Monday, April 30, 2007

Living and learning

Had another German lesson today. I like my German lessons. They make me feel as if I am 12 again. I am tempted to plait my hair so tightly my head hurts and swing to and fro, balancing on the two back legs of my chair. I can now order beer. "Ein Glas Bier, bitte." I do not drink beer; I had better not go to Germany this week. Next week, I will learn how to order coffee and white wine. Then I can go.

19 comments:

Anonymous said...

Mariella Frostrup has just being doing a programme about married couples who live in separate houses on Radio 4 - I didn't hear Mariella talking to either you or Rilly..

Was this just an accidental oversight?

Drunk Mummy said...

I went to Germany as a teenager, only knowing the one phrase: "ganz im Gegenteil" which means something like "not a bit of it" or "on the contrary" (no doubt some linguistics pedant will have my arse for this).
Its amazing how long you can converse with someone, with just this one phrase. At the time, I felt it made me sound really enigmatic.

bernard said...

Donner und Blitzen!

debio said...

German - such an ugly language for you; you who use the English language with such skill and poetry....
The way words are joined together to make one humungously long word is inelegant and reminds me of American (English) in which '-isation' is added to every word.
And how about the word order - reminds me of speaking Latin, if that's not too complimentary.
But, I hope you're enjoying - look forward to some future gutteral scripts.

Norman said...

If you don't drink beer, then when in Germany, best ask for "Eine Tasse Tee bitte." One snag: the Germans don't know how to make proper tea.
One tip: take a box of Tetley's tea bags with you. You'll find the ex-pat Brits crawling out of the woodwork.
Actually that last piece of advice applies for ANYWHERE in mainland Europe!

Isobel said...

Norman
Excusez-moi!
We ex-pat Brits do not crawl out of the woodwork-we shimmy elegantly.

jane said...

You can't possibly go to any foreign country until you have mastered the absolutely necessary phrases - apart from being able to order food and drink (obviously), its imperative to know "how much is this (pair of shoes, piece of jewellery, fantastic scarf.....etc.) please" or "just looking, thankyou" when you discover you don't like anything in the shop but may want to go back later for a more serious look. That usually covers all eventualities!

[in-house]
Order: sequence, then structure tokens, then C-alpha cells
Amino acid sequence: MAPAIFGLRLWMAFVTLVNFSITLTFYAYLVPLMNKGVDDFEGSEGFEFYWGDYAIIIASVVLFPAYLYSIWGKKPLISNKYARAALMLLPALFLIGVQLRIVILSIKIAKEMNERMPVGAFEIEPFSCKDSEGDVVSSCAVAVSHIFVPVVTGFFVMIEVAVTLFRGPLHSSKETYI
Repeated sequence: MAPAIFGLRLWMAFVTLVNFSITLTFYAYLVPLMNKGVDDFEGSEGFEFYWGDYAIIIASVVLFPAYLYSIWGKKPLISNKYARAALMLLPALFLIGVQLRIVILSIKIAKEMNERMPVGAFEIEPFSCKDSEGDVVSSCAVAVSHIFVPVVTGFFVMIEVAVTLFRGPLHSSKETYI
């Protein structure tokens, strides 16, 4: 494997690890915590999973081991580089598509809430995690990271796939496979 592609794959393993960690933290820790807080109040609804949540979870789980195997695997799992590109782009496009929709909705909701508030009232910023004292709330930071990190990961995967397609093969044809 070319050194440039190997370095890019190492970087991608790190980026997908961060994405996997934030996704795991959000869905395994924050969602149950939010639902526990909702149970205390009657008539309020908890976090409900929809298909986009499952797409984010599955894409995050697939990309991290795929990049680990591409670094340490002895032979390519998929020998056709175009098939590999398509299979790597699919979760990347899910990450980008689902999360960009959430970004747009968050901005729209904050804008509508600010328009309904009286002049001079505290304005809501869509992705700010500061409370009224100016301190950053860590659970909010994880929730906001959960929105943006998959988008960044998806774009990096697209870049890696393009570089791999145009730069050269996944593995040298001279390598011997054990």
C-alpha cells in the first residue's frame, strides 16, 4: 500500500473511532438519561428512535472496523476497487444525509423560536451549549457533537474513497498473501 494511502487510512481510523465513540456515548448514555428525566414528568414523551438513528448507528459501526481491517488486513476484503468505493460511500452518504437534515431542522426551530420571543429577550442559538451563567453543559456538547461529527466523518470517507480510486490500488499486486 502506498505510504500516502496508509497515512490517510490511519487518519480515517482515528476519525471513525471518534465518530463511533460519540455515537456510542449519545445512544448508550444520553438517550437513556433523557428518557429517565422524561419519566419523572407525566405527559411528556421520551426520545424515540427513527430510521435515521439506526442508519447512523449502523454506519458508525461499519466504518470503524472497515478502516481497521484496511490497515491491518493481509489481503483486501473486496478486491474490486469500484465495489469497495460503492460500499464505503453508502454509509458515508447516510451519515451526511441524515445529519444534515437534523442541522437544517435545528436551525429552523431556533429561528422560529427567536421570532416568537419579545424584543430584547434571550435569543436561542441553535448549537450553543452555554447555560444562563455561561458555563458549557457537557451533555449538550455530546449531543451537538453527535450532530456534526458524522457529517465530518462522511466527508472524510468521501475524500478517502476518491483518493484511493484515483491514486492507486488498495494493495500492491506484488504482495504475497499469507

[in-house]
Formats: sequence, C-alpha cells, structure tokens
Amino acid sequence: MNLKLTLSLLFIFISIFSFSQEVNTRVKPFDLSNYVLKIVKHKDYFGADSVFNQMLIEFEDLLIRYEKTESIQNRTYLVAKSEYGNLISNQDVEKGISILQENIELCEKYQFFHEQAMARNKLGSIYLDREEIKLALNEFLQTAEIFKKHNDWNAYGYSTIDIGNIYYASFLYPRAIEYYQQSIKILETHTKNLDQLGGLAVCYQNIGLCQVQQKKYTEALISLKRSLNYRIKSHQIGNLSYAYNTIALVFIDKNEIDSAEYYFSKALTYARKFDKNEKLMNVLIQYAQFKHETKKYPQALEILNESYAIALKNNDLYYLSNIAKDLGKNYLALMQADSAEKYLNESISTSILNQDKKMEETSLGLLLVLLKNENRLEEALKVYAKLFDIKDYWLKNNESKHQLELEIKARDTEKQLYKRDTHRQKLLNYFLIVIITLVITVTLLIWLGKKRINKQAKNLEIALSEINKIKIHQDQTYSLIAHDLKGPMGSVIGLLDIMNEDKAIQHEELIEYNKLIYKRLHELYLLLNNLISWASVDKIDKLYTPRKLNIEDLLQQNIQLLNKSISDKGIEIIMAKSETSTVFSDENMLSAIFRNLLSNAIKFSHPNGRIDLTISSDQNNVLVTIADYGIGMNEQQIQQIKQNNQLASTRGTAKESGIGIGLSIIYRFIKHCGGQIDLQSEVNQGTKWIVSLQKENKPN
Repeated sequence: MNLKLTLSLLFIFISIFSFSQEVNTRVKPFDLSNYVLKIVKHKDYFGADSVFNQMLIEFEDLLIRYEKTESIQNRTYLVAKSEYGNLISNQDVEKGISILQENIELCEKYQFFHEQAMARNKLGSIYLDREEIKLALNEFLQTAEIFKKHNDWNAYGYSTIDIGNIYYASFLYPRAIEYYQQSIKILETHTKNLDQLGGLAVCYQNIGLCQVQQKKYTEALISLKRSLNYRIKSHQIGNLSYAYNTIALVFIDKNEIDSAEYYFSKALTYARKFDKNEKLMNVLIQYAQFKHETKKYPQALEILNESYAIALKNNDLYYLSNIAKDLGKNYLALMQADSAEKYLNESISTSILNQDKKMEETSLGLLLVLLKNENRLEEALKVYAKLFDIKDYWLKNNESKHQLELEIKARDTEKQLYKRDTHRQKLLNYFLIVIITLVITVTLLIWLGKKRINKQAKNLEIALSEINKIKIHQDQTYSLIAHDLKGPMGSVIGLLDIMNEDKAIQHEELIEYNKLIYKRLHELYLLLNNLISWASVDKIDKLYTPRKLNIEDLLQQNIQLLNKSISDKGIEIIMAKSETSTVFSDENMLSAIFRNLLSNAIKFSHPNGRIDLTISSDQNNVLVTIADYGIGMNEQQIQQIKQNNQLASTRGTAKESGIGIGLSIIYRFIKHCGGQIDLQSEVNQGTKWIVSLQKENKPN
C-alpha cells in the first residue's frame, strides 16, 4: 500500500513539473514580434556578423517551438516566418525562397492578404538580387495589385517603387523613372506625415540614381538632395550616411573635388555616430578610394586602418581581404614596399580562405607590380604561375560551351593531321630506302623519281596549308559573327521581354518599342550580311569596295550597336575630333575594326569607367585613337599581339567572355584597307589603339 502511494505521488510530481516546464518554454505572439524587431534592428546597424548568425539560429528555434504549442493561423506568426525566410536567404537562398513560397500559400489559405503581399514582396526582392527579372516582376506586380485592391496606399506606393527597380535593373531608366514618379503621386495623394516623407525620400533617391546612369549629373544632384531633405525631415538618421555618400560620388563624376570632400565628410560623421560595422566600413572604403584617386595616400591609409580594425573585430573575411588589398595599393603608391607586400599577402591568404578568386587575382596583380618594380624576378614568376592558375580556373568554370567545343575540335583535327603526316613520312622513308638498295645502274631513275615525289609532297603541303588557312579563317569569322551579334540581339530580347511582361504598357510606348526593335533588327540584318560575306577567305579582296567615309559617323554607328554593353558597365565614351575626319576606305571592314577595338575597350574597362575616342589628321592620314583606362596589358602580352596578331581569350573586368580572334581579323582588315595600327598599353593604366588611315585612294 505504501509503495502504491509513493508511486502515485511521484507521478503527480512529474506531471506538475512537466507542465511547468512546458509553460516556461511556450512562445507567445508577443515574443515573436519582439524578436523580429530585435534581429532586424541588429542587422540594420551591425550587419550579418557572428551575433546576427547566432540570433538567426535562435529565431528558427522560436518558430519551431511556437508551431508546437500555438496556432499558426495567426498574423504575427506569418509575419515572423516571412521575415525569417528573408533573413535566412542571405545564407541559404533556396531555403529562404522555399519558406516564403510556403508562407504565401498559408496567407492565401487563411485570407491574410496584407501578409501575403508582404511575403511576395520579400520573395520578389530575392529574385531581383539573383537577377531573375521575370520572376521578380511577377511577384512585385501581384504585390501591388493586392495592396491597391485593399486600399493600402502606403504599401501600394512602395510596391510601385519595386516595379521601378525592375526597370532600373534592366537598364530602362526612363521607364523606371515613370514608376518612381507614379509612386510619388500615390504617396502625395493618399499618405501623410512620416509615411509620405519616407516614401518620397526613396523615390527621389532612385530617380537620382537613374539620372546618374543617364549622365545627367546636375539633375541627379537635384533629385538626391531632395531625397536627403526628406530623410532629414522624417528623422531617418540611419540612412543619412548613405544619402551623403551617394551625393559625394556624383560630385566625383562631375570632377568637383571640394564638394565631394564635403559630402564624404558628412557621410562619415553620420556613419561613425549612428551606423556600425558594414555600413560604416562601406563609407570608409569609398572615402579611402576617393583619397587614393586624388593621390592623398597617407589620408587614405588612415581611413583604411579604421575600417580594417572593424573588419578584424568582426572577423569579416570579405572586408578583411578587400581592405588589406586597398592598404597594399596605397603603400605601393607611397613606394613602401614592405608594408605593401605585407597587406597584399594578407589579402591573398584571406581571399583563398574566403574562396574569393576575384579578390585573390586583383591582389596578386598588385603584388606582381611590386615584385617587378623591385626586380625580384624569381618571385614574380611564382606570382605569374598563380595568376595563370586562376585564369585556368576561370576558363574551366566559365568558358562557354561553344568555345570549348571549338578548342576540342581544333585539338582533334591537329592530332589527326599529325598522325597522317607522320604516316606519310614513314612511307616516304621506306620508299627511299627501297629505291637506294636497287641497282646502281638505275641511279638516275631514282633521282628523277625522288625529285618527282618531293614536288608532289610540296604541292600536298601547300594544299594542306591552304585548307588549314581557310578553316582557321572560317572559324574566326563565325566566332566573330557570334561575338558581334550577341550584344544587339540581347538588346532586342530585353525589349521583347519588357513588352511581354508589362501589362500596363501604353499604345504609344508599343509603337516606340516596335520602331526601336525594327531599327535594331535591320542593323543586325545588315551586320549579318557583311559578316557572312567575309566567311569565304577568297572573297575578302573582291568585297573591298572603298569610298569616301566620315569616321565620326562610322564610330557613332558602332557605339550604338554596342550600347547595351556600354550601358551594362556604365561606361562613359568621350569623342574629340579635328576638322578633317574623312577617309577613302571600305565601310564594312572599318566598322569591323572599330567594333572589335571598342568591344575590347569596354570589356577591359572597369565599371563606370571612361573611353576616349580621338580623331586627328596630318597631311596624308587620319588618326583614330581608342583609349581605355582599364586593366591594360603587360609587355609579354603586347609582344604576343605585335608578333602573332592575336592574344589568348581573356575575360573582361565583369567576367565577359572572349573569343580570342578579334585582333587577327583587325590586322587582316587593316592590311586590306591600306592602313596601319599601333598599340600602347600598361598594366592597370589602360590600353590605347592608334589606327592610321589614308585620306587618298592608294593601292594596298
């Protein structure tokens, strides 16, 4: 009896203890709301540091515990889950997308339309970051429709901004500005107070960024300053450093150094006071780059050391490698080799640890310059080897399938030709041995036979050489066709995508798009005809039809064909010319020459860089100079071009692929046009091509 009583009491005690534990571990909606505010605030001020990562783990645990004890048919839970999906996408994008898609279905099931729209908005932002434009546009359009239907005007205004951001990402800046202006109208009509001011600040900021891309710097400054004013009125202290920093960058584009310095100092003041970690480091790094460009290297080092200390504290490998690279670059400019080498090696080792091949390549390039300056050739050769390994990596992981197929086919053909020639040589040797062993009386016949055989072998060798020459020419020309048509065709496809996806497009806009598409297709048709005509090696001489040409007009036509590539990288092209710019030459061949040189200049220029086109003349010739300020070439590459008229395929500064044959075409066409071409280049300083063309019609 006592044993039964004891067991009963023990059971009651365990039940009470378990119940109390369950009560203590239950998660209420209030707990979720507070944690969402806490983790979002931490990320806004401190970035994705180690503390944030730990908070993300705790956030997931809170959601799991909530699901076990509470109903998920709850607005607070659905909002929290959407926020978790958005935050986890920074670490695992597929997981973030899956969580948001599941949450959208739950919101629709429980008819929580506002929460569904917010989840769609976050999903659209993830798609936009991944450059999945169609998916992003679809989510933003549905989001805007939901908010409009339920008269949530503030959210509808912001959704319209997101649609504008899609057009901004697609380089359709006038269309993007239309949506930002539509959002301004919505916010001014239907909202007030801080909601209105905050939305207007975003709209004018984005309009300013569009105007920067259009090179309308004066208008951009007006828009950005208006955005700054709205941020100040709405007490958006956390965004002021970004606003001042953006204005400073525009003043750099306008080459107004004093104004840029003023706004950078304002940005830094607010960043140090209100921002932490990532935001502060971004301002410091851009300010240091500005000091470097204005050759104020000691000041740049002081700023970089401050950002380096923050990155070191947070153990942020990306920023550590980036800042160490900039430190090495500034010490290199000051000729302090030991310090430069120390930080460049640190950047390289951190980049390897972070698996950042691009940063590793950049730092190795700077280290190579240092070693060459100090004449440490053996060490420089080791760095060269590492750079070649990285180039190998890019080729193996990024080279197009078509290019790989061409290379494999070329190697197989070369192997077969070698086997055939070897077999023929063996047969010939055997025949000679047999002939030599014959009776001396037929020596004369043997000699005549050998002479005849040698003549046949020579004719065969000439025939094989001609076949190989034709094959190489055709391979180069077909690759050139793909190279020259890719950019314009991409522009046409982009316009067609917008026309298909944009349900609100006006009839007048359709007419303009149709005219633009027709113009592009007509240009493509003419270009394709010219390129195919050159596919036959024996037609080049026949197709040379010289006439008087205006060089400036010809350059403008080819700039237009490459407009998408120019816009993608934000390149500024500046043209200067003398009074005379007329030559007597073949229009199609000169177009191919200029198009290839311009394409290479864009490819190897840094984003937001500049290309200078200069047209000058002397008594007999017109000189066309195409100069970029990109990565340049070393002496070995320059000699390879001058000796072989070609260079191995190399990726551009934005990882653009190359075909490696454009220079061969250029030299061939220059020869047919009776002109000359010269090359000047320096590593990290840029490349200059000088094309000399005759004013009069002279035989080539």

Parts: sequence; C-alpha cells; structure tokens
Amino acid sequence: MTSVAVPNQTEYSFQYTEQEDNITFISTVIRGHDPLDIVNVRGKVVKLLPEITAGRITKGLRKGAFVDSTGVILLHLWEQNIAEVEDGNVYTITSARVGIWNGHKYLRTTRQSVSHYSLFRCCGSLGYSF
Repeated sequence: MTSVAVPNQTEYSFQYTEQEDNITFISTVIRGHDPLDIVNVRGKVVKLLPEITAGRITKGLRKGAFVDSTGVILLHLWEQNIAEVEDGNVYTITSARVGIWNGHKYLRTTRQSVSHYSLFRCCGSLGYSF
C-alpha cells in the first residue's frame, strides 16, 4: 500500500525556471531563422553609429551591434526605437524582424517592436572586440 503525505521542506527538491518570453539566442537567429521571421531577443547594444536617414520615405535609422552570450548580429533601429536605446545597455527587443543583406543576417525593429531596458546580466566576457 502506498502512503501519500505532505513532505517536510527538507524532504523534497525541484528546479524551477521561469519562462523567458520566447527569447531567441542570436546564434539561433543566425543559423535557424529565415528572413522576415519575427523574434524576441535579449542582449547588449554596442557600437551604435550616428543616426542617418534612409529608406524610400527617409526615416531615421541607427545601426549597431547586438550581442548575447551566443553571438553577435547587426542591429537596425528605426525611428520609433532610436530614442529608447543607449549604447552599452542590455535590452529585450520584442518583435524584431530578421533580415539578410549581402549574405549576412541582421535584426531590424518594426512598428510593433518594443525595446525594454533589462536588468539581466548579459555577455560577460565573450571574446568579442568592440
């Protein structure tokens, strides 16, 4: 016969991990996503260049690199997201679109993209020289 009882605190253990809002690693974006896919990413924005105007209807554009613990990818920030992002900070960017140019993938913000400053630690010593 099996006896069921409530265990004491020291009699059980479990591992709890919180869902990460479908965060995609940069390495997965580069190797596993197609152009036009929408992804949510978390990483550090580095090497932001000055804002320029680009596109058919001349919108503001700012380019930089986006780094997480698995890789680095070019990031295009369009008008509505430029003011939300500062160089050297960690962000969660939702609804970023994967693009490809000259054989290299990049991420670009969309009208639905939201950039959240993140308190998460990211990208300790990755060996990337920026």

My husband, who rather fancies himself as a bit of a linguist, is always saying what sounds like "allus in ordnang" - Allus, Allus, who the **** is Allus you may ask and why is she in "ordnang"? This is of course phonetically spelt, but he assures me that it means "everything is alright" which is a nice reassuring phrase to know in any event.

Eurodog said...

"Der Tee is gut aber die Tasse ist zu klein" first phrase in the Assimil Learn German textbook.
"My tailor is rich" in the English one and "Roma non fu fatta in un giorno" in the Italian one (not sure about the spelling on that one). Fascinating, I think.

rosierainbow said...

Oh dear Norman, for goodness sake don't encourage wifey to take Tetley's to Germany, she'll need a real brew after all she's trying to "blend" in and become a northerner - only Ringtons will do. But wifey, you'll have to catch the little chap in his van next time he's zooming along your lane.

mutterings and meanderings said...

Rosierainbow, I would also highly recommend the Rington's ginger snaps. Heaven...

Mike said...

Oh Norman, for God's sake,relax and drink whatever the Germans drink when in Germany,you're like one of the "Steak and chips with ketchup" brigade in Spain!

Stay at home dad said...

Asking for a glass of bitter in German would seem fraught with problems...

Anonymous said...

Is it true that a deal has been signed to convert 'Wife in the North' into a film ? There is a rumour that Rupert Everett has been approached to play the role of your husband, and he has cleared his diary for the autumn for when the screenplay has 'adapted' and filming is due to commence.

Norman said...

Er, Mike...
STEAK and chips????
I'm a vegetarian.

rare breed said...

Wifey when you get to classifcation of insects, I really would like to know if 'Papahinckelschtien' is Daddy Long Legs in German.

I have knowlingly and confidently told my children this fact in their tender years, now I doubt myself.

A bit like when my Mother told me she was 21, of course, I beleived her and a girl at school called me the biggest liar - which of course I was - unknowingly.

Anonymous said...

If it's true that WITN is going to be made into a film, who will play the parts of the various "anonymuses" (anonymi?).

Sunshine said...

If one is an "anonymous(e)", I would guess the plural might be "anonymice"!mklhtu

james higham said...

Have you learnt: "I love Angela," yet?

lady macleod said...

bloody brilliant!